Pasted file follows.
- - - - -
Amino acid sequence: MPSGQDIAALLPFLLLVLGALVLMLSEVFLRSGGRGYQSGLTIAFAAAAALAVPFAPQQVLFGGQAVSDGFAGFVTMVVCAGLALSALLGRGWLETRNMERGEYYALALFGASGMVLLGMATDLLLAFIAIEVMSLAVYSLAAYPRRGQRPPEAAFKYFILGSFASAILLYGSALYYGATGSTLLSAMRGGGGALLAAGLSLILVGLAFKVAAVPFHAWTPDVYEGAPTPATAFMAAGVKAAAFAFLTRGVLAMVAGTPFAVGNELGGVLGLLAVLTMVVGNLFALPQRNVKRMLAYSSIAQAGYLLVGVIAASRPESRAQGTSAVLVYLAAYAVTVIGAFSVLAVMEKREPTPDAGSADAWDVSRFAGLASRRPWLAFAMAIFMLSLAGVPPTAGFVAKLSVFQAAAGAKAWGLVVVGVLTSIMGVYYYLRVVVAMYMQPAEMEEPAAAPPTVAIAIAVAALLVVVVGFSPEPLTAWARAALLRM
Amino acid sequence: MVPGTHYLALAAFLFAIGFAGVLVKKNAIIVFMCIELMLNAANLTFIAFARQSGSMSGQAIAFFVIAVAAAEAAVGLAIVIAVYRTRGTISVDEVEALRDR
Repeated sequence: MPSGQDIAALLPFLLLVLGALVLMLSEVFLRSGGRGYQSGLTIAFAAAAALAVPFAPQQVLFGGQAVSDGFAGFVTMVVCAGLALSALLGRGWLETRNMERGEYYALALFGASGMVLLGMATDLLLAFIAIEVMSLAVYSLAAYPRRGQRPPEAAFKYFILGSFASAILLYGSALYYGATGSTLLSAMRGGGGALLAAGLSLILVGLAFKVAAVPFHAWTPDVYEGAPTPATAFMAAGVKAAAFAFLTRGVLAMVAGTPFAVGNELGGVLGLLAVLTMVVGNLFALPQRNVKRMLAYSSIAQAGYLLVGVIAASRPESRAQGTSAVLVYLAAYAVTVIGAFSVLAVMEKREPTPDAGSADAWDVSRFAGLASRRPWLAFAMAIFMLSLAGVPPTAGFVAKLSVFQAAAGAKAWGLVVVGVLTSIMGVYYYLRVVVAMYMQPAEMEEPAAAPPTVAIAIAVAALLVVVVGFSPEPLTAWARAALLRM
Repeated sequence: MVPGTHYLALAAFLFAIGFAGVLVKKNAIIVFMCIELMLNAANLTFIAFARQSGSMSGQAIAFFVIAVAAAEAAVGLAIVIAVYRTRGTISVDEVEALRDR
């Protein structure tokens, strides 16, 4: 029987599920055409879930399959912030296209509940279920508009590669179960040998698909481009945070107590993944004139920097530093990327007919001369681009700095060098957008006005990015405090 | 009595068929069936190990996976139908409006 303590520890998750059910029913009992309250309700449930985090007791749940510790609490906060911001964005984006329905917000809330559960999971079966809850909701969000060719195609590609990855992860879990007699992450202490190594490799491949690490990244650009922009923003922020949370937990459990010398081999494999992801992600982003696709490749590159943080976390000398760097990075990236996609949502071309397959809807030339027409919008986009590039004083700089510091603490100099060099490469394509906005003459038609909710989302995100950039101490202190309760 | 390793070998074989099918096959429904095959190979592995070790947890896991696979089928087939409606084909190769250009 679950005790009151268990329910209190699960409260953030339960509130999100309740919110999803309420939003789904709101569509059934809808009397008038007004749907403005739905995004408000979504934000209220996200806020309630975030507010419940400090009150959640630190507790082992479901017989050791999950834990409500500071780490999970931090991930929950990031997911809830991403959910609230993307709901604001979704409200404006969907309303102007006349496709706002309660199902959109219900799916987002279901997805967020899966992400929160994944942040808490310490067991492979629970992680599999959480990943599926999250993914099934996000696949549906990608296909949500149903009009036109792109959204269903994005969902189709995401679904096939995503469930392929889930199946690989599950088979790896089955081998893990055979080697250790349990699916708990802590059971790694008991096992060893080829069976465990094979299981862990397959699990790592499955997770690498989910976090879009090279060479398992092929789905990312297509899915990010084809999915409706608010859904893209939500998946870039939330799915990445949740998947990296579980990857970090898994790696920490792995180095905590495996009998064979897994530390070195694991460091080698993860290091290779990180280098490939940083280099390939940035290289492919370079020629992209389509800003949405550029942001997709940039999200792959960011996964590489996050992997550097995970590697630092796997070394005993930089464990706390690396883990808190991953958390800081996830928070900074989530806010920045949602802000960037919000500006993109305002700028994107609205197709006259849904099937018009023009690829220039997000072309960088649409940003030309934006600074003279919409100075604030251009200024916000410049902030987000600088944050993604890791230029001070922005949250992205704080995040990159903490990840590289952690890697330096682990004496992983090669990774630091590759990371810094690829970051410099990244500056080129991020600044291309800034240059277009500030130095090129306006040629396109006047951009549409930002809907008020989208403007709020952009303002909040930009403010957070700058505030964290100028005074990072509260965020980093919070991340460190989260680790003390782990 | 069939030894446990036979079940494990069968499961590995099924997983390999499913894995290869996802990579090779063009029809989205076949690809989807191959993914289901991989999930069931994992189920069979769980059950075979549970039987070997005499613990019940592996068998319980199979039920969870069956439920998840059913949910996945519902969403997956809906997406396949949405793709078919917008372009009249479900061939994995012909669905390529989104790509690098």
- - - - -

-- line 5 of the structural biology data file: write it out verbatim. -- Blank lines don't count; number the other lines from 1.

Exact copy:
């Protein structure tokens, strides 16, 4: 029987599920055409879930399959912030296209509940279920508009590669179960040998698909481009945070107590993944004139920097530093990327007919001369681009700095060098957008006005990015405090 | 009595068929069936190990996976139908409006 303590520890998750059910029913009992309250309700449930985090007791749940510790609490906060911001964005984006329905917000809330559960999971079966809850909701969000060719195609590609990855992860879990007699992450202490190594490799491949690490990244650009922009923003922020949370937990459990010398081999494999992801992600982003696709490749590159943080976390000398760097990075990236996609949502071309397959809807030339027409919008986009590039004083700089510091603490100099060099490469394509906005003459038609909710989302995100950039101490202190309760 | 390793070998074989099918096959429904095959190979592995070790947890896991696979089928087939409606084909190769250009 679950005790009151268990329910209190699960409260953030339960509130999100309740919110999803309420939003789904709101569509059934809808009397008038007004749907403005739905995004408000979504934000209220996200806020309630975030507010419940400090009150959640630190507790082992479901017989050791999950834990409500500071780490999970931090991930929950990031997911809830991403959910609230993307709901604001979704409200404006969907309303102007006349496709706002309660199902959109219900799916987002279901997805967020899966992400929160994944942040808490310490067991492979629970992680599999959480990943599926999250993914099934996000696949549906990608296909949500149903009009036109792109959204269903994005969902189709995401679904096939995503469930392929889930199946690989599950088979790896089955081998893990055979080697250790349990699916708990802590059971790694008991096992060893080829069976465990094979299981862990397959699990790592499955997770690498989910976090879009090279060479398992092929789905990312297509899915990010084809999915409706608010859904893209939500998946870039939330799915990445949740998947990296579980990857970090898994790696920490792995180095905590495996009998064979897994530390070195694991460091080698993860290091290779990180280098490939940083280099390939940035290289492919370079020629992209389509800003949405550029942001997709940039999200792959960011996964590489996050992997550097995970590697630092796997070394005993930089464990706390690396883990808190991953958390800081996830928070900074989530806010920045949602802000960037919000500006993109305002700028994107609205197709006259849904099937018009023009690829220039997000072309960088649409940003030309934006600074003279919409100075604030251009200024916000410049902030987000600088944050993604890791230029001070922005949250992205704080995040990159903490990840590289952690890697330096682990004496992983090669990774630091590759990371810094690829970051410099990244500056080129991020600044291309800034240059277009500030130095090129306006040629396109006047951009549409930002809907008020989208403007709020952009303002909040930009403010957070700058505030964290100028005074990072509260965020980093919070991340460190989260680790003390782990 | 069939030894446990036979079940494990069968499961590995099924997983390999499913894995290869996802990579090779063009029809989205076949690809989807191959993914289901991989999930069931994992189920069979769980059950075979549970039987070997005499613990019940592996068998319980199979039920969870069956439920998840059913949910996945519902969403997956809906997406396949949405793709078919917008372009009249479900061939994995012909669905390529989104790509690098």